It wasn't a "real" wedding, of course--it was a ceremony that took place in the video game World of Warcraft.
Still, the spirit of the attack was pretty blood-sucking, and there was emotional fallout for weeks. The wedding guests (not to mention the bride and groom) were understandably outraged at the onslaught and wondered who could be small-minded enough to coordinate a bloodbath on a day meant to honor the union of two souls.
The fact is, online bullying can have devastating effects in real life. Rehtaeh Parsons was just 15 when she committed suicide after being sexually assaulted, then bullied about it by classmates on social media. Even in less extreme cases, what is said online does impact us offline--sometimes dramatically.
In a world where anonymous comments form a part of our daily lives (not to mention un-anonymous comments on Facebook), learning to protect ourselves and our children is a worthy pursuit.
And Jun, a self-proclaimed former hater, is the perfect guide. He says there are a few key rules when it comes to repelling that most repellent of all online personalities: the troll.
1. Never feed them. Period.
You've heard it before, but it's time to really internalize it: Feeding trolls never works. As Jun says, "I have never seen a troll lay down his or her arms and say, 'You know what, you're right. I was so wrong.' "
Yes, it's hard to not respond when antagonized. "When someone unknown comes at us, it's part of our human nature to defend ourselves," Jun says. "A part of us doesn't want to stay silent, because we think silence means surrendering, and surrendering means losing."
But when it comes to trolls, Jun says, silence is actually the opposite of surrender--it's the only way to win:
"When I trolled other gamers with words--harsh words--many times they would ignore me.... I remember being bothered by that. 'Why won't they defend themselves? Entertain me!' The ones who ignored me, and even better, put me on their 'Ignore List' so that they couldn't receive my messages, were the ones who understood this principle."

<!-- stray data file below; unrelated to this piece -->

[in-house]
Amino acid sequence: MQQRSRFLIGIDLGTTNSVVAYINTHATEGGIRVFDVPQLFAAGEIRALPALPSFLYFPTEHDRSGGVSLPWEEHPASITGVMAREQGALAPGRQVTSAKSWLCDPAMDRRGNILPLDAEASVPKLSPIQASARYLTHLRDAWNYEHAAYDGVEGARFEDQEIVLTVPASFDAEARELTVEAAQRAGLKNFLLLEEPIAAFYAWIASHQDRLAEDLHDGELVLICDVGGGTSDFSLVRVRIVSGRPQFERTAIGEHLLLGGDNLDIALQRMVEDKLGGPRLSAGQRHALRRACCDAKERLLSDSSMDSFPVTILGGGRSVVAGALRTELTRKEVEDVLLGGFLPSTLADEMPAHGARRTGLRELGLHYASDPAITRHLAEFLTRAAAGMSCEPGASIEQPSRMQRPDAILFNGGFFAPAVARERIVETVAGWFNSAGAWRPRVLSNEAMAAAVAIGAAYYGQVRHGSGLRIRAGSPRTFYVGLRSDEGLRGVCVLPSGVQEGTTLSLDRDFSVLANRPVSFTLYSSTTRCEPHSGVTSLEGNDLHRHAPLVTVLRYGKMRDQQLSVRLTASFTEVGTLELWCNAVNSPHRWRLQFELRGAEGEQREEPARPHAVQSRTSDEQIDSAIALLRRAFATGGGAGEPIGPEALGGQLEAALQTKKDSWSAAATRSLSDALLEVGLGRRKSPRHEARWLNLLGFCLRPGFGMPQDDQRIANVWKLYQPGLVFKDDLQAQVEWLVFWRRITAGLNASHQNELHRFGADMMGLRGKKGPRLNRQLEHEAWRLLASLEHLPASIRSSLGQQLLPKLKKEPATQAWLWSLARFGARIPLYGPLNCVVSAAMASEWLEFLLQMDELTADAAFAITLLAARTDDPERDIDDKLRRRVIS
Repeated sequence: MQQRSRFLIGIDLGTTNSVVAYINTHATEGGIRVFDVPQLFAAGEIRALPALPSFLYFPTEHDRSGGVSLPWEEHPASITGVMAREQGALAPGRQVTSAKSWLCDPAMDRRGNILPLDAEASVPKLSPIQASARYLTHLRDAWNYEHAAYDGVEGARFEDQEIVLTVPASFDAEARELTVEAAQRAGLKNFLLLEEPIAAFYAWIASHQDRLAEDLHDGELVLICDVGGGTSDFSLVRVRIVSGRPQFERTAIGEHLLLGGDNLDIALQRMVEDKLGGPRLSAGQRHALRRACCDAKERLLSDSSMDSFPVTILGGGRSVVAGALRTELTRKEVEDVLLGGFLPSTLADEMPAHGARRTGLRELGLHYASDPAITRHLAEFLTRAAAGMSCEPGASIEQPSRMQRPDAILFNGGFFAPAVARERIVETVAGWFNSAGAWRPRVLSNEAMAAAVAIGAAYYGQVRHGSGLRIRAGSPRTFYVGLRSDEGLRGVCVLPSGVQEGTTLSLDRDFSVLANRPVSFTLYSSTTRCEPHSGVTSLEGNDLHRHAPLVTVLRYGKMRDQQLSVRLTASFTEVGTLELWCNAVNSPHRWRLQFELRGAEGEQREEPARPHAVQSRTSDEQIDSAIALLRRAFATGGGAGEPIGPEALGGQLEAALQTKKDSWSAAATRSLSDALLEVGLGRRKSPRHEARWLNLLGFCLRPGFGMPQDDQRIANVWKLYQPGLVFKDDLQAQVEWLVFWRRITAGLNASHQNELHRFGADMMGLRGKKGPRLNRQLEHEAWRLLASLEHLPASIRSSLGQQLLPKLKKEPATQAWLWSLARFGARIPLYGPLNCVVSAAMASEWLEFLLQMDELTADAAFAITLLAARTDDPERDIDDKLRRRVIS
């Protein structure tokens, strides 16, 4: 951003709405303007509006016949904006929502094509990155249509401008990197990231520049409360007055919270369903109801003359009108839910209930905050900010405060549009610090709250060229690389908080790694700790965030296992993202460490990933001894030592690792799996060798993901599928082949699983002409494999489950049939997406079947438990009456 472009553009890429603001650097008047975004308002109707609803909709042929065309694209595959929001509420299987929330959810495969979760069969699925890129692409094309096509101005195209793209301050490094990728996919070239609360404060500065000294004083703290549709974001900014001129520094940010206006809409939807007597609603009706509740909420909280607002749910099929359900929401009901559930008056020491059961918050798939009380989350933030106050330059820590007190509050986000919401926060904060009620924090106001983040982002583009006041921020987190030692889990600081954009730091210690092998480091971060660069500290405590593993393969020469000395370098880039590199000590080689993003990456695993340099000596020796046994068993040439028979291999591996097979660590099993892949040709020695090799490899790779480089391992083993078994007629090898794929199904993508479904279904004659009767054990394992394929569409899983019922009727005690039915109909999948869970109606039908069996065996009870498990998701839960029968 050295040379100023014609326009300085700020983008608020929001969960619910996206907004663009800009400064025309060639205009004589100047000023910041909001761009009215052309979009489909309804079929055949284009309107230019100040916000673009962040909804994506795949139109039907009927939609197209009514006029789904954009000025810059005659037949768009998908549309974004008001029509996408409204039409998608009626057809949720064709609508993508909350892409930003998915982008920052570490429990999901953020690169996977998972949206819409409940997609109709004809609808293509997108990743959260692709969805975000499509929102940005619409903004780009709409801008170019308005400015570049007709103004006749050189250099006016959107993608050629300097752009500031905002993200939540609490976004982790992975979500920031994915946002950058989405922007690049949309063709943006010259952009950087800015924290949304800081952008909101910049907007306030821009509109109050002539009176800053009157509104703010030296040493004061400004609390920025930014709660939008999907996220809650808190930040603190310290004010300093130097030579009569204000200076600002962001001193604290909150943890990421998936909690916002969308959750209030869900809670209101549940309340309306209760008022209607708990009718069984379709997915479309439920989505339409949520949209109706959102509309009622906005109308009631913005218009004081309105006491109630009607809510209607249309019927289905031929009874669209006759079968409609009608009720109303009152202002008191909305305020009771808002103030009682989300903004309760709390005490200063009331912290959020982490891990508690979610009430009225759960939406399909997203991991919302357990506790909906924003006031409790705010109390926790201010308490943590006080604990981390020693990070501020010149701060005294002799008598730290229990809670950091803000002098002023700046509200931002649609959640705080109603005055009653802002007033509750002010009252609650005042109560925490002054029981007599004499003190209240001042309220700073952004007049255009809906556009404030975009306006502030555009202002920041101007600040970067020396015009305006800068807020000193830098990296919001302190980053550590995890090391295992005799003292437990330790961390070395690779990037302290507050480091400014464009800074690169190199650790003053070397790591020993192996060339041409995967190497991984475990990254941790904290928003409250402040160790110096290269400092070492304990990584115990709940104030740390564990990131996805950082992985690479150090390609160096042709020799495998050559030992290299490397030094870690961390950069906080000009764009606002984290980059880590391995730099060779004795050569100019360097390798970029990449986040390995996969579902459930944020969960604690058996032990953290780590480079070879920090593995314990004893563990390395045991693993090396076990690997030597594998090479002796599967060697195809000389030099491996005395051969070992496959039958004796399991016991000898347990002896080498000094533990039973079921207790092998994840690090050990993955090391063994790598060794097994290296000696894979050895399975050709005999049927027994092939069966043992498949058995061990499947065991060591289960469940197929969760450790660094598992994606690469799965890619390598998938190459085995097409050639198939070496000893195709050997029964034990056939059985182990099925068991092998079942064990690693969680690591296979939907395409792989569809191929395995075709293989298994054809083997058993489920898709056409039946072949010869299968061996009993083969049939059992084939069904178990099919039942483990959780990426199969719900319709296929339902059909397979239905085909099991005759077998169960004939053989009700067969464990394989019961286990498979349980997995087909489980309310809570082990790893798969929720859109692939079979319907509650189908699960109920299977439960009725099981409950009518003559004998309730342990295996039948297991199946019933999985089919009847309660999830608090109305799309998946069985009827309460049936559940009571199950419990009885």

Attention is like food for trolls.
2. Do vent.
Getting attacked online affects you physiologically. This is real. So don't just sit on anger or hurt feelings--get support if you feel attacked. Talk to a friend, get a hug, scream in your car, tell a safe person.
Then remember that that troll probably has a very sad life. We've all heard it, but it's immensely satisfying to hear Jun validate it: "A troll's behavior reflects a deep insecurity...having someone respond to their words gives life meaning, regardless of how pathetic that may sound."
He admits, "I raided that wedding because I wanted to be noticed and talked about. Random people cursing me out through private messages or the general chatroom invigorated me. I was so bored with my real life...that I learned to find joy in harming others."
Now imagine for a moment that meaning in your life actually came from a random person responding, "F*** you!" to a hostile comment you made in a chatroom. How much meaningful human connection is in your life if that's what you do just to be noticed for a moment?
3. Have rules about how to deal with trolls. Follow them.
Jun calls them principles, not rules, but the idea is the same: Know what your strategy is, and follow it.
For example, if someone posts something hateful or hurtful on your Facebook wall and you've decided to protect that as your own space, delete it. Every time. No need to spend an hour drafting the perfect response, trying to change the person's mind (you won't), or proving to other followers that you can stand up to bullies.
Same thing on Instagram, Twitter, etc. There's a "block" feature on these platforms for a reason. Deprive trolls of the ability to suck your energy by using it.
4. Remember the 30 percent rule.
According to well-known and -loved author James Altucher, "[N]o matter who you are, no matter what you do, no matter who your audience is: 30 percent will love it, 30 percent will hate it, and 30 percent won't care. Stick with the people who love you and don't spend a single second on the rest."
To which Jun adds, "File those trolls under the proper 30 percent and move on."
In other words, know that if you reach a certain level of success, you will attract haters. It comes with the territory. But you have the power to choose what to do about them.
So don't hang out with trolls in their dark, dank caves. Keep your head in the game and your face in the light.
"So did that couple ever get married?" Jun asks. "My best guess is that they did. Meanwhile, I spent hours on a video game, tormenting strangers, ultimately getting nothing done.... At the end of it all, I did nothing but harm my mind and body."
He may have harmed his mind and body years ago, but perhaps he has helped redeem his soul by telling us exactly how to bypass hate and stay focused on what really matters: creativity, contribution, and connection.